• Presentation slides about the efficiency, safety aspects, usage pattern, cost, etc. of the 1 MW plant (http://www.borderlands.de/Links/E-Cat-Zuerich-120906-D.pdf, in German). Also explains how to get “almost” infinite COP with a Stirling generator option. Also mentions that effective COP (six) is less than 6 if the device is shut down often, and mentions that the shutdown procedure also needs significant electric energy (100 kWh for 1 MW plant). Emergency one-time shutdown procedure is also available which simply lets the nickel overheat until it melts.

    Somehow, even though there are perhaps not so many new details, I get a clearer view how the plant works after reading these slides.

    • AB

      Do you have any ideas on why energy is needed in the shutdown process or for safety reasons during operation? It’s something I don’t find reassuring.

      • Good question, I really don’t know the answer. After thinking about it for a while, the following speculation came to mind (which could of course be totally wrong). Maybe self-sustain mode in classical E-cat runs at somewhat cooler core temperature than the driven mode. There might be a qualitative difference between the modes, for example, some of the catalyst chemicals might be in different phase (e.g., potassium carbonate melting point is 891 C). Perhaps the only way to terminate the self-sustain mode is to apply extra heating so that the core enters driven mode from which it can then be shut down by stopping the driver.

        The Zurich-HotCat had no self-sustain mode and its data didn’t show such behaviour: the driver was simply stopped after which the reactor shut itself down smoothly, showing some heat-after-death. The newer HotCat is on the other hand supposed to have a self-sustain mode. Maybe it even has a renewed catalyst cocktail. But we have seen no data from it yet so whether or not it needs heating to shut it down is unclear.

        100 kWh to shut down 1 MW plant is equivalent to running it for 35 minutes extra with 1/6 average driver and then stopping the driver.

        • Adam Lepczak

          Btw, I really appreciate your comment on JofNF about the mission to Europa. Either I must have confused the heck out of Rossi or he is seriously underestimating the potential of the ECAT. If his device is real such an ice melting mission becomes very practical – almost easy…
          Or I am missing something?

          • I don’t think you are missing anything. Rossi just seems to be more inspired by third-world applications such as desalination rather than space exploration. It’s also possible that he read it quickly and misunderstood, maybe he thought that the idea was somehow to melt away the whole of Europa’s ice mantle. Just my speculation.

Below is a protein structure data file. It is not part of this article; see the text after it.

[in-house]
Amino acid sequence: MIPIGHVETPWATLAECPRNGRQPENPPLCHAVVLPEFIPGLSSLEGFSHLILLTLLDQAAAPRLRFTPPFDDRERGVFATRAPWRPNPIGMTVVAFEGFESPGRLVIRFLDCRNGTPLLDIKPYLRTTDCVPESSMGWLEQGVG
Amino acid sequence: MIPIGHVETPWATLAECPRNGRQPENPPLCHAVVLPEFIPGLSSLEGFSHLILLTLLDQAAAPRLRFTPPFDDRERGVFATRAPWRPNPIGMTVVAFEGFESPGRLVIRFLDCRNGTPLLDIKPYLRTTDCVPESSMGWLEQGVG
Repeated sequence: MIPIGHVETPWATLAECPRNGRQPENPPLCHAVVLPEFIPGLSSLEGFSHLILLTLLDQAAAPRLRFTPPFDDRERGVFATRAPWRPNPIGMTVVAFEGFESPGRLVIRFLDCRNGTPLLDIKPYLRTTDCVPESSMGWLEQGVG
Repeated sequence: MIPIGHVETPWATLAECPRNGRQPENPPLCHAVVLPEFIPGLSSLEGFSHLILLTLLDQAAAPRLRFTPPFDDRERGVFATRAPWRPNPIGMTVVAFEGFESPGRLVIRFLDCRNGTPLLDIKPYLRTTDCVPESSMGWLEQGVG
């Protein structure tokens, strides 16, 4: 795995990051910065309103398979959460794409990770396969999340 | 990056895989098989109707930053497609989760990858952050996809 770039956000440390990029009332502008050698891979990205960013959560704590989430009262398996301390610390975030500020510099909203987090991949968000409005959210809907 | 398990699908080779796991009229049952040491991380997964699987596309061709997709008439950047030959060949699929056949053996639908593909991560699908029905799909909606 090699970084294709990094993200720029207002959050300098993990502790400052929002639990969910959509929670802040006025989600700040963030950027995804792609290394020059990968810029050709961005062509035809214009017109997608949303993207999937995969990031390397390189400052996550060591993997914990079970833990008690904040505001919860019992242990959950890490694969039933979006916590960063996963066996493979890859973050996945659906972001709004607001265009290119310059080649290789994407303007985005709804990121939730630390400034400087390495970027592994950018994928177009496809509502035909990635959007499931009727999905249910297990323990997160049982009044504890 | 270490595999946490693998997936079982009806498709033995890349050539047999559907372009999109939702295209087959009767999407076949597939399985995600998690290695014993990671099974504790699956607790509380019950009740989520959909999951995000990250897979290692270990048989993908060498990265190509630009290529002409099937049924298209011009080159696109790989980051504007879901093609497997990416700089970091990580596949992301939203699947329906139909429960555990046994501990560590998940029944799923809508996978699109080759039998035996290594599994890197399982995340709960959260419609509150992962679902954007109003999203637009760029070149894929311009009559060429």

• Omega Z

            Adam Lepczak

            I saw the question posted to Rossi.

            I think what he meant to say was the Europa Idea is Fantasy at this time. Something to consider in the Future. By someone else when the Technology is done.

            He actually gets many suggestions on a regular basis. I suspect they get distracting at times when he is trying to focus on just getting a Hot Cat to market.

            As for his short Sidetracking on Desalinization, I think that had a lot to do with 2 things. The Immediate possibilities & Someone in his Inner Circle being very interested in it. Possible even a customer Inquiry.

            Also, the Europa Idea would be decades away depending on NASA.

    • Ged

      You know, I wonder if the energy used to shut it down is acting as a “break”. Perhaps the polarity of the current is reversed for this “breaking” current versus the stimulating current, and this suppresses the reaction. With the right current direction, forming and overall negative field along the outerwalls, you could in theory drive hydrogen ions away from the nickel and stop the reaction.

      I dunno, just some thoughts on the matter.

  • clovis

    Hi, guys.
    Was just watching the weather chanel msm, had a quite long video, on the water into fuel,guys , boy they picked that up fast.
    He said the only draw back was it takes a lot of electricity, but still if true wow.

  • sparks

    Featherstone sums up precisely what I have thought of Rossi all along, that is, Rossi is not a scammer, but rather, he is somebody who is so close to solving the problem (but can’t quite get there) that it can make you insane:

    (Featherstone) “The consensus was that he had something, even though he didn’t understand why it worked, or how to control it.”

    I think Rossi needs the help of a more rigorous and brilliant theoretical physicist to gain that understanding. He would do well to make such a talent search his number one priority, and then be willing to share in the (essentially infinite) rewards, should it work out. Otherwise he could be circling and missing the full solution for a very long time. Just IMHO.

    • Chris

      This is why I say that Rossi, by clutching his secret, is not making the best of progress possible.

      • Ged

        The sad story of too many inventions.

    • Rossi is poresumably a Catholic, and he needs to pray for answers. That may be the only way they will come to him. God understands all this stuff.